I’m an old school Oliver Stone fan. I was a freak about Oliver Stone the screenwriter before he ever started directing. Movies like “Midnight Express” and “Scarface” and “Year Of The Dragon” and “Conan The Barbarian” all had his name on them, and as someone who wanted to write movies and who was blown away by the rabid energy of his work, I started paying close attention to his career. I became manic about his work in ’86 when he released “Salvador” and “Platoon” back to back, and I dug both “Wall Street” and “Talk Radio” when they were released. It was the run of movies from “Born On The Fourth Of July” in 1989 to “Nixon” in 1995 where I think he was at his best. Since then, he’s been making interesting failures, eminently watchable films like “U Turn” and “Any Given Sunday” and “Alexander” and “W.”, movies that are engaging enough conceptually but that fall apart under closer inspection, movies that just don’t work on that all-cylinders-firing level that his best work does. It’s his fault, really. You can’t make “Born On The Fourth” and “The Doors” and “JFK” and “Natural Born Killers” back to back without setting up some lofty expectations.
Stone has long been hounded by his own habits and history, and his work has been a fairly naked attempt to grapple with his own identity as reflected back in America’s narrative. When he made “Wall Street,” he was nailing down a type that was very much of a moment, the product of Reagan’s America, and Gordon Gekko felt like something coughed up from the zeitgeist. Someone had to make a movie about Gordon Gekko, and it took Oliver Stone to capture his voice. When I first heard talk about a sequel to the film that wasn’t even written by Stone, I was skeptical. It sounded to me like an empty exercise, an attempt by Stone to return to commercial relevance by rehashing a past victory. The script by Allan Loeb and Stephen Schiff is a smart update to the character, though, and they use the return of Gekko as an excuse to look at where we are now as a result of this last run on the American people by the various financial institutions.
The film opens with Gekko (Michael Douglas, who rips into the part like a starving man with a well-cooked steak) being released from prison. His anger and bitterness are on simmer from this very first scene, but Gekko’s learned patience in prison, and for a big stretch of the film, we’re not even aware that he has an agenda, much less that it’s playing out according to plan.
Just as Bud Fox (Charlie Sheen) was the focus of the first film, with Gordon Gekko as a supporting character, Jake Moore (Shia LaBeouf) is the lead this time. He’s a young broker who is working to help fund a major alternative energy company, and he’s building a reputation for himself as a shrewd young player. When his mentor Louis Zabel (Frank Langella) finds himself caught up in the early days of the recession, only to end his life instead of facing the consequences, Jake finds himself untethered. His girlfriend Winnie (Carey Mulligan) just happens to be the estranged daughter of Gordon Gekko, and he’s starting to become a major name again. Jake is determined to use his connection to Gekko, and he fools himself into believing he’s doing it so that Winnie can reunite with her father. At the same time, Jake finds himself grappling with a huge Wall Street player named Bretton James (Josh Brolin), who may have been directly responsible for Louis Zabel’s death.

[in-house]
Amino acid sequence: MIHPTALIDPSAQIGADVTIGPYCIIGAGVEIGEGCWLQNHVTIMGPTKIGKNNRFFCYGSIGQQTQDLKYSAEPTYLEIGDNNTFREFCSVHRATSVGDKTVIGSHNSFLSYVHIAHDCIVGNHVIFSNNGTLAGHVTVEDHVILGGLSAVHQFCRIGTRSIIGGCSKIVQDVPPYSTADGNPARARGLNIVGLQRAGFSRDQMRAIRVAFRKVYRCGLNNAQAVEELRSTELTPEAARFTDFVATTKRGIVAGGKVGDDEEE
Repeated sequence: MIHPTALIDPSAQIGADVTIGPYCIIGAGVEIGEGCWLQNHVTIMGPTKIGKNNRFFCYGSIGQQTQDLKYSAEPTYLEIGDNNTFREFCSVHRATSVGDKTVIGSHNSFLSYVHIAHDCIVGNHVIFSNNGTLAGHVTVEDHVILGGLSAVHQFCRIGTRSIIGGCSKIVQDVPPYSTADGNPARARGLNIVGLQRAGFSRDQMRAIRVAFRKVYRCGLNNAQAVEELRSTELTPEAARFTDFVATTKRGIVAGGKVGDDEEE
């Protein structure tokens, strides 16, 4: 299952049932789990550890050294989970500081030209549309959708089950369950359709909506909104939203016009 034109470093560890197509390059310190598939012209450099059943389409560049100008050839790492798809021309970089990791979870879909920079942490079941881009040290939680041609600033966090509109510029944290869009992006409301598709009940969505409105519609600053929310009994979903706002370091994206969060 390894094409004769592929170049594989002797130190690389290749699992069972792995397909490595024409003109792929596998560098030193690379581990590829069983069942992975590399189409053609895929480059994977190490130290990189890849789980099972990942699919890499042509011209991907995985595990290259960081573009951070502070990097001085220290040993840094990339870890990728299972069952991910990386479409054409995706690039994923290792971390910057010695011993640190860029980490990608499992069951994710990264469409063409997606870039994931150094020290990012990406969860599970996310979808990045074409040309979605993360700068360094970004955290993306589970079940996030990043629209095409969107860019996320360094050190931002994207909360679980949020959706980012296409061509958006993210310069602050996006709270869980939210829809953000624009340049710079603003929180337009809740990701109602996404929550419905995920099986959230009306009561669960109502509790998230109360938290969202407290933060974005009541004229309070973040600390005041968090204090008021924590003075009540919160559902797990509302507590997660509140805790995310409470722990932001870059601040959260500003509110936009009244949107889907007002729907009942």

Basically, Stone sets the stage for another of his films about the way young men and old men gather, maintain, and tend to power. Here, it’s the financial world, and Stone certainly wants to look closely at what’s been going on in America in the last five years or so. Stone’s always had a knack for taking exposition and purely informational scenes and somehow giving them a charge. There are big chunks of this film that are just men of money sitting around tables talking about how things work, and even so, it’s dramatically compelling.
It helps that LaBeouf is perfectly cast here. He’s got a nervous live-wire energy that works well for this character and this culture. He and Carey Mulligan have excellent chemistry in the film, and she manages to make Winnie register as a real character despite fairly limited screen time. In the original “Wall Street,” Gekko only had a son, and there are some references here to how Gekko lost him to drugs. Between that and the theme that runs through the film about trying to make the most of the time we have, this ends up feeling like a very personal role for Douglas, and he’s great here, the wisdom of age informing the craven nature of the character. Josh Brolin also contributes solid work, although it’s not the most demanding of roles. He’s established at this point that he does oily very, very well, and that’s true here as well.
It’s just nice to see Stone make a movie that works from start to finish that doesn’t feel overheated and excessive. “Wall Street: Money Never Sleeps” is a nice return to form by one of our best socially-minded filmmakers, and it works as both entertainment and polemic, no easy trick.
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